My dear family, I want you to consider the manner in which I handled myself among you, especially in relation to how I declared the message of God. Did I ever speak in a way as to suggest I was somehow above you? Or did I ever demand that you needed more schooling in order to understand my true meaning? You know I didn't. The truth is that I had already made up my mind to recognize nothing among you except Jesus Christ, the one who because of the cross is deemed foolish by some and weak by others. 1 After all, weren't my own weaknesses and fears clearly revealed while I was with you? And didn't I let my guard down while speaking to you of Christ, to the point that I was often visibly shaken? For my words were not cleverly designed to manipulate you to follow me, rather both what I said and how I said it demanded that any results would have to be God's doing, so that there would be no possible way your faith could ever be rationalized by man's logic - whether scientific or religious - but would rest solely on the power of God!
It's not that our words are irrational, for we in fact speak knowledge among those who have been made complete. However, the knowledge we speak has no relation to man's highly-praised intellect - whether scientific or religious - nor that of its highest ranking members, who are passing away. Instead, we declare God's hidden knowledge as a secret revealed, a move predetermined by God before the dawn of man to our honor.
Know for a fact that not one of the superior members of this age has understood God's wisdom. After all, if they had understood it they would have never crucified the one who truly ranks first in everything and who is worthy of all honor. Of course, had the scholars of God actually figured him out they would have recognized what was written, "The eye has not seen, the ear has not heard, nor has the mind imagined what God has prepared for those who love him". But that which could not be seen, heard, or imagined has been revealed to us by God through his own spirit! For everything of God is exposed to his own spirit's gaze, even his deepest secrets. Isn't it the same with men? After all, who knows what makes a man tick and what it is that he hides, other than the spirit of that man? Well, the same holds true with God. For no one except the spirit of God knows the things of God. That makes God's spirit is the secret behind the secret knowledge of God.
What we have now been given in Christ is not the spirit of man's wisdom, it is in fact the very spirit of God. God has done this so that we may know what he has freely given to us. And this is what we also speak, not in formulated words crafted according to learned systems of man's reasoning, but in words freely spoken - taught by God himself. For spiritual resonates within spiritual. But a natural man has no receptor for the things of the spirit of God, making spiritual wisdom appear as ignorance to him; for he is not able to understand our words, because the things of which we speak are spiritually appraised. But he who has the spirit appraises all things, and yet he himself is appraised by no man, for as written, "who has known the mind of the Lord ... who will instruct him?" But we have the mind of Christ.
- 1. "For I determined to know nothing among you except Jesus Christ, and Him crucified."
This has been one of my favorite statements for many years because it strips away any pretense in how I might regard others. It is one thing for Paul to say that he determined to know nothing among them except Jesus Christ, but it is often misunderstood why he added the part, "and him crucified." It is not a religious comment designed to keep believers ever sorrowful and mindful of the pains and suffering of Jesus' bloody death on the cross. Rather, it is added to filter out both the religious element of the Jew and the intellectual element of the Greek. With this simple added statement, Paul declares what he does not consider important in how he regards any of them, for it removes any distinction a man could hold above another. Of course, it would only be consistent for Paul to have shown how what he wrote just previous to this ties into how he sees them, wouldn't it? :)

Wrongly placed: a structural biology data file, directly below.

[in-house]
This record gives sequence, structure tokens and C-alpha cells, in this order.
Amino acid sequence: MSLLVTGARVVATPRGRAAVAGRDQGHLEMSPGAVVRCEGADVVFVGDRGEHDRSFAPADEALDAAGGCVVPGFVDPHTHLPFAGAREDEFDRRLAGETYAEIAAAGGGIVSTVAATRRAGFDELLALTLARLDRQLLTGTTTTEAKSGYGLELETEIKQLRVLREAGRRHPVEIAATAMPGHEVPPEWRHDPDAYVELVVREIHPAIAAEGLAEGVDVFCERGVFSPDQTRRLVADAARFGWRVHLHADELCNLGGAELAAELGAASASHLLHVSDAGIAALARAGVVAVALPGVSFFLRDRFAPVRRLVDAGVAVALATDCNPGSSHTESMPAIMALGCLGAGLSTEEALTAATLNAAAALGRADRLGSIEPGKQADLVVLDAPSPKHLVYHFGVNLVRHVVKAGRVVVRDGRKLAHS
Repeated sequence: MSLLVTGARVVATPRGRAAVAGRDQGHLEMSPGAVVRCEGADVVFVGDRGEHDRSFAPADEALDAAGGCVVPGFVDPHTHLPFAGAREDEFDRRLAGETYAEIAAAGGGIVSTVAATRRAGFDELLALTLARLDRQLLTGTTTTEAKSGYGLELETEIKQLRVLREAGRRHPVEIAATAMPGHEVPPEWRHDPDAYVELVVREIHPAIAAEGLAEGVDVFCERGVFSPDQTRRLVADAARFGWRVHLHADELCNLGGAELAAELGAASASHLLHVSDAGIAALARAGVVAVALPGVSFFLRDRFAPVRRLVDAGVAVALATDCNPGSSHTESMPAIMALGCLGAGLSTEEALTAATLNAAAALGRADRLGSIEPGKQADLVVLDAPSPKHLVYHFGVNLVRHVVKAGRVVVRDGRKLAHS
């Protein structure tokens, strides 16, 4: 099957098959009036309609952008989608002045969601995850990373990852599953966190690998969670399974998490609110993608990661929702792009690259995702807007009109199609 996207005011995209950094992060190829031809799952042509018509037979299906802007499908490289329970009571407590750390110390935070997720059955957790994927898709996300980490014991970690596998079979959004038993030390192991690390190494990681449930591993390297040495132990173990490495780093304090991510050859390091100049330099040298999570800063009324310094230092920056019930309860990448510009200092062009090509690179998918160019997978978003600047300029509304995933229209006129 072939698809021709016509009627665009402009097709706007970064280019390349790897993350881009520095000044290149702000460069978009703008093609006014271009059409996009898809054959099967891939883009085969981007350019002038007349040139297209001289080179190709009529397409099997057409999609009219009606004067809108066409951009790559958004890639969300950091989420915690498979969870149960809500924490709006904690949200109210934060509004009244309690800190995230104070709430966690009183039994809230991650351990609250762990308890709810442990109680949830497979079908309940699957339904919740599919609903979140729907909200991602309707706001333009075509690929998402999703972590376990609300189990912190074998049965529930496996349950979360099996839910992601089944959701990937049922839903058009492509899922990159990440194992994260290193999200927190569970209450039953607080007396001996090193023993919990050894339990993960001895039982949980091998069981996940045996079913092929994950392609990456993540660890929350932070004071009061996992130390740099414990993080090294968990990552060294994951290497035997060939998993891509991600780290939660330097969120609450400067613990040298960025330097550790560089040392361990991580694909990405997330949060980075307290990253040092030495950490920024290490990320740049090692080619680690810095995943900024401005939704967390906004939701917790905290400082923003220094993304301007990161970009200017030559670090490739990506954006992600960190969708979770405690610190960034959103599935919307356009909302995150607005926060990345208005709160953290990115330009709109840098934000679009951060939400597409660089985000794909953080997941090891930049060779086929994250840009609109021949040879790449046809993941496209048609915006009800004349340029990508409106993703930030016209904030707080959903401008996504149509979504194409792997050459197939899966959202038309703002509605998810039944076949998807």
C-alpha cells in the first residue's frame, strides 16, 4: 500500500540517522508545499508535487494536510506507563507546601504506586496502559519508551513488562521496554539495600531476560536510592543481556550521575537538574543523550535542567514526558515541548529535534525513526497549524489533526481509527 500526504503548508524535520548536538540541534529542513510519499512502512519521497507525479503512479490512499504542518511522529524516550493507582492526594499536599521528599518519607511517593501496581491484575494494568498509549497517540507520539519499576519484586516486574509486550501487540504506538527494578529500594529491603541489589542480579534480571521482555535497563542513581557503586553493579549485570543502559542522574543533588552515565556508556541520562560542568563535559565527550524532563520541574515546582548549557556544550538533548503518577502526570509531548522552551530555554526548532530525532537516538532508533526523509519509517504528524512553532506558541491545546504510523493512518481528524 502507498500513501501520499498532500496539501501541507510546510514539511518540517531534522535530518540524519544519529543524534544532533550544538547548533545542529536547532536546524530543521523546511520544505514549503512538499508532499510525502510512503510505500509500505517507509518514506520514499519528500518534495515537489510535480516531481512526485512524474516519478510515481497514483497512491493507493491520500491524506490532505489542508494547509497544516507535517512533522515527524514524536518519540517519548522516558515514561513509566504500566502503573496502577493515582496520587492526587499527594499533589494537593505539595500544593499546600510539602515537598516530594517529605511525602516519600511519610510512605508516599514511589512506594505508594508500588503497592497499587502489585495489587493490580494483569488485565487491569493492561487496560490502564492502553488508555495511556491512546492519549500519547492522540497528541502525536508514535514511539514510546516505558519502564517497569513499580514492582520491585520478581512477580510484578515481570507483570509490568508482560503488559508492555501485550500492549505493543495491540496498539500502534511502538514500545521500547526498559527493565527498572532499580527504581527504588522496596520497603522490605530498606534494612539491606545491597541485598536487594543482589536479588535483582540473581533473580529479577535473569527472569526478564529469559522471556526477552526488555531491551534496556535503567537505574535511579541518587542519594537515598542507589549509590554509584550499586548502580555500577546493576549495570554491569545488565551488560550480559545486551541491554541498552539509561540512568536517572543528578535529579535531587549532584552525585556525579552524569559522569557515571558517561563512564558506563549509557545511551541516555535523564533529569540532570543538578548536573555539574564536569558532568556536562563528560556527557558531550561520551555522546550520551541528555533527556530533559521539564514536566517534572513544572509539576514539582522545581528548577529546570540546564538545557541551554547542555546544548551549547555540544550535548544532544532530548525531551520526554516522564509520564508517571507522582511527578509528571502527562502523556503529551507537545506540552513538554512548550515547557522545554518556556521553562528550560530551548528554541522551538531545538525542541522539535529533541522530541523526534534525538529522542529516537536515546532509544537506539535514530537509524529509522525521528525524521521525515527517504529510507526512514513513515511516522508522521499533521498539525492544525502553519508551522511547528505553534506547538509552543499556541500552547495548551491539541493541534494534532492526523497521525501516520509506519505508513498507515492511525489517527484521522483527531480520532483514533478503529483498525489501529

To those believers who were Jews - and therefore, to the superior, authoritative religious mind - the statement "and him crucified" disregards any fleshly sense of superiority through power, authority, higher standing, righteousness, holiness, insight, etc. To those believers who were Greeks - and therefore, to the superior intellect mind - the statement "and him crucified" disregards any fleshly claims of superiority through intellect, science, advanced knowledge, etc. With three words, boom .... gone are all possible reasons one might use to lift himself above another.
Anyhow, as is my custom in considering how to restate what a Biblical author might have meant by his words, I have gone back and have been rephrasing a few things in chapter 2 after getting further along with 3 and 4. You might notice changes being made all the way through until I finish the whole letter. And very possibly more whenever I get into 2 Corinthians (because they tie very closely together). So, instead of leaving the phrase "and him crucified" as it was, I have expanded on it to keep it from being understood in its long-standing religious sense.
I changed it from this:
For the truth is that I had already made up my mind to recognize nothing among you except Jesus Christ, and him crucified.
The truth is that I had already made up my mind to recognize nothing among you except Jesus Christ, the one who because of the cross is deemed foolish by some and weak by others.